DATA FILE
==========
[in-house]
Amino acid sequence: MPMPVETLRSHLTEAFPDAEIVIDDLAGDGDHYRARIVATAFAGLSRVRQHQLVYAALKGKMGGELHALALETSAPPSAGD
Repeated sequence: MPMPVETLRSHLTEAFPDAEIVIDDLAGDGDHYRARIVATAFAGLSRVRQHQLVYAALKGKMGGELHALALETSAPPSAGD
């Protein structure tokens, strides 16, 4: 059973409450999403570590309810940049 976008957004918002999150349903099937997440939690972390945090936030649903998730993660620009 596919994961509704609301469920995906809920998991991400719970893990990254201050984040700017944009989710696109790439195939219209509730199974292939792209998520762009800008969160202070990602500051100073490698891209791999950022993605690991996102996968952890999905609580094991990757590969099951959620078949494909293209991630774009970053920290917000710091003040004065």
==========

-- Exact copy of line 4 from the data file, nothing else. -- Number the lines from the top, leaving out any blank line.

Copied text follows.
């Protein structure tokens, strides 16, 4: 059973409450999403570590309810940049 976008957004918002999150349903099937997440939690972390945090936030649903998730993660620009 596919994961509704609301469920995906809920998991991400719970893990990254201050984040700017944009989710696109790439195939219209509730199974292939792209998520762009800008969160202070990602500051100073490698891209791999950022993605690991996102996968952890999905609580094991990757590969099951959620078949494909293209991630774009970053920290917000710091003040004065």